Please be advised: This event will premiere on this page at 3:00 p.m. EDT, Monday, October 19.
Join us for a discussion on the future of anti-submarine warfare, and how autonomous systems could enable new concepts for defeating enemy submarines that are more effective, sustainable, and scalable. Director of Hudson’s Center for Defense Concepts and Technology Bryan Clark, Director of Hudson’s Center for American Seapower Seth Cropsey, and Fellow Timothy A. Walton will present the results of their study, Sustaining the Undersea Advantage. The presentation will be followed by a panel discussion with Admiral Jonathan W. Greenert (ret.), 30th US Chief of Naval Operations, Admiral James F. Foggo (ret.), former commander of US Naval Forces, Europe, and Dr. Curt von Braun, Technical Director for Naval Power at Raytheon Technologies.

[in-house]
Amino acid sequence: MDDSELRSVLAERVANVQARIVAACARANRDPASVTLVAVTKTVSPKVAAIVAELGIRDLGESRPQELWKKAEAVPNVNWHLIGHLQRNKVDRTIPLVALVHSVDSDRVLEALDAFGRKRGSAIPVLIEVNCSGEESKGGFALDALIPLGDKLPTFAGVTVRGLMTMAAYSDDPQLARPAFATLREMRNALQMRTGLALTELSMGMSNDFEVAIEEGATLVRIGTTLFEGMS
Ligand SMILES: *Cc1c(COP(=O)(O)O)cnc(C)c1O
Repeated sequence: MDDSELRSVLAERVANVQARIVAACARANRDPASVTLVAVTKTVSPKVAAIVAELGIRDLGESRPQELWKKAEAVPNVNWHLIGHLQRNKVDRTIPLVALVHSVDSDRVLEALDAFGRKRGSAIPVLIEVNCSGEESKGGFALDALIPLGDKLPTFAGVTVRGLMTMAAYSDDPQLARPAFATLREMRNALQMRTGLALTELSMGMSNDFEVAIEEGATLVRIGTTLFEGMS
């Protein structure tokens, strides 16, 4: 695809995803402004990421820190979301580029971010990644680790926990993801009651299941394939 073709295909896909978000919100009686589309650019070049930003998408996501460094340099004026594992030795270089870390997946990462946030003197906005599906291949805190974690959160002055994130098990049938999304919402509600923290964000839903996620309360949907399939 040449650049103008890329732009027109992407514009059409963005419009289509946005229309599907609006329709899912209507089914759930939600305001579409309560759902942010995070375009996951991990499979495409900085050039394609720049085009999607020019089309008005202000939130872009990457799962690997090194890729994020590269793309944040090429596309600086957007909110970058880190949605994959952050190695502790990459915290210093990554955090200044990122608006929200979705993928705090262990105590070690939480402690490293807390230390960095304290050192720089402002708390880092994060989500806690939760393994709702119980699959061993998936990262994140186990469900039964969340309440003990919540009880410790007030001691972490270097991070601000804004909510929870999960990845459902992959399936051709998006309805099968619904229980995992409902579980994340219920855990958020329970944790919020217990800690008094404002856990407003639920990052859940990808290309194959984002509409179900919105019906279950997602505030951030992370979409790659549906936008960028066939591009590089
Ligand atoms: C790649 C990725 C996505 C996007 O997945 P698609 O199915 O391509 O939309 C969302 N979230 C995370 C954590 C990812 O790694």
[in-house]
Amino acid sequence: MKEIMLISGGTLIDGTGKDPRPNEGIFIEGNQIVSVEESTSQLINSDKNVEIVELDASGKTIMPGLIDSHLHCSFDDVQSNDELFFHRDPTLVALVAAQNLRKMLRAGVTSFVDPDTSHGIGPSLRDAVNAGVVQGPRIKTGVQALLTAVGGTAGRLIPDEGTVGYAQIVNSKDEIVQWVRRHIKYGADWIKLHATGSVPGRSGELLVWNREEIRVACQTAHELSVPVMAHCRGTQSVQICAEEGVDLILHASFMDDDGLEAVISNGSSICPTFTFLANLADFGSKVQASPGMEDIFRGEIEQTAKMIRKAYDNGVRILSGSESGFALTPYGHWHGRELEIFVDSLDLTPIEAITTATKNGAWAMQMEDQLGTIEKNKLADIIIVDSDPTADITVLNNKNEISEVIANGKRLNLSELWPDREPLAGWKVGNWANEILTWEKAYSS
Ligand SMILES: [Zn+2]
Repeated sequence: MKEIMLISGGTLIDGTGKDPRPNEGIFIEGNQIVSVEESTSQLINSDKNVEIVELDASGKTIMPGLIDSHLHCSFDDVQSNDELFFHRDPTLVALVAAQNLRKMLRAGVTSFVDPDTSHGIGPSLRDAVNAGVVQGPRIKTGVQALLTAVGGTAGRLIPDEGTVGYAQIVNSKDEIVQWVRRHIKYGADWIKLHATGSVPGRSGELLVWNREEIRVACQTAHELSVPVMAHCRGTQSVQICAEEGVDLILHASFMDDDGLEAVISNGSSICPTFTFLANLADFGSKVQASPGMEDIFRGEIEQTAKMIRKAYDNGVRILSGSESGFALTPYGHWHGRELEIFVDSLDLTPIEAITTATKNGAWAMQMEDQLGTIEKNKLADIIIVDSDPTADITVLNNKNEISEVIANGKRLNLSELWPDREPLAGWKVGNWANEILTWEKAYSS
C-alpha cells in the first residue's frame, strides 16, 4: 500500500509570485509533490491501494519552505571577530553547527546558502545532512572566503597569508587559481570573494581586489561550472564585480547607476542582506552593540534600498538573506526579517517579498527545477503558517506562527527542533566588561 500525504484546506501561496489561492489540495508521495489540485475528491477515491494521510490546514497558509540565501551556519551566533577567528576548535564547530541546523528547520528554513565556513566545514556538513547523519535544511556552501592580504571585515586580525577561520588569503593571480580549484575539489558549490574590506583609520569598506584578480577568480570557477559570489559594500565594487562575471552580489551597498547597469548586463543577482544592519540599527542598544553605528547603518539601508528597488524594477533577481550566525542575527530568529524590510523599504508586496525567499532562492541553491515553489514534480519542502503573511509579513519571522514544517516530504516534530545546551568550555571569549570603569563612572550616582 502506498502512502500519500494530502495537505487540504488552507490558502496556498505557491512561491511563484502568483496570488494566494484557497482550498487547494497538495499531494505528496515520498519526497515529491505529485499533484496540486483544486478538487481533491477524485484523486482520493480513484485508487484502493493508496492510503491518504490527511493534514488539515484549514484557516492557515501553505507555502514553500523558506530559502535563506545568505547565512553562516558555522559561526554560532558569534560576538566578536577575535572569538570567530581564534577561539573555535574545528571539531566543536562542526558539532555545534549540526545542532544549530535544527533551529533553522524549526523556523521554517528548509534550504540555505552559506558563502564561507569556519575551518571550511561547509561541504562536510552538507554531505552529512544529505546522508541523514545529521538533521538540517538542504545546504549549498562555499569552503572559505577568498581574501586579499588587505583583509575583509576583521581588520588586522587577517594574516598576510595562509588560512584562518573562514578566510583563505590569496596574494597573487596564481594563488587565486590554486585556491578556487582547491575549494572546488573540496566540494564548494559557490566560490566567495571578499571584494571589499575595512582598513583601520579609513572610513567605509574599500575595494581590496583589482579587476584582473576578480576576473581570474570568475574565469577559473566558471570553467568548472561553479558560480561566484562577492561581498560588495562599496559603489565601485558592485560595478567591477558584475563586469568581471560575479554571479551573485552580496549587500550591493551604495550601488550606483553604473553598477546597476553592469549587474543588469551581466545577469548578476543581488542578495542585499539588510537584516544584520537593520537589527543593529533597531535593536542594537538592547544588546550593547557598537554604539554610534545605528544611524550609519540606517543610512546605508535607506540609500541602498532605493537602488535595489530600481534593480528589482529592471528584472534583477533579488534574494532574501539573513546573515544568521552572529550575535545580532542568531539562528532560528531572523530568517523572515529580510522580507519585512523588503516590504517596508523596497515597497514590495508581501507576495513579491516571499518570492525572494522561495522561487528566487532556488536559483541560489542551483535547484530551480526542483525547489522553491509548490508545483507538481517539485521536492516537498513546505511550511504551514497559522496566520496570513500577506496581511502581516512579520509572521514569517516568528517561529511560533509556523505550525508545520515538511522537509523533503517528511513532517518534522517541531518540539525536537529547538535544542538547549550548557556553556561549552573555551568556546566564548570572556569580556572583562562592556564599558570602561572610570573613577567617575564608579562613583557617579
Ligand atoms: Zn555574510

Submarine threats increased substantially during the past decade. China’s Navy is modernizing its fleet; new generations of Russian Navy nuclear submarines are difficult to track and could be employed for conventional or nuclear strikes; and several fleets are augmenting their forces with large autonomous underwater vehicles. Unfortunately, today’s US and allied anti-submarine warfare operations cannot scale with the undersea threats they will face during a crisis or conflict. US and allied ASW concepts are also expensive, requiring significant manpower and tying up multi-mission destroyers and submarines that are needed elsewhere for air defense or anti-surface warfare. To address the rising submarine threat, US and allied militaries need a new approach to anti-submarine warfare.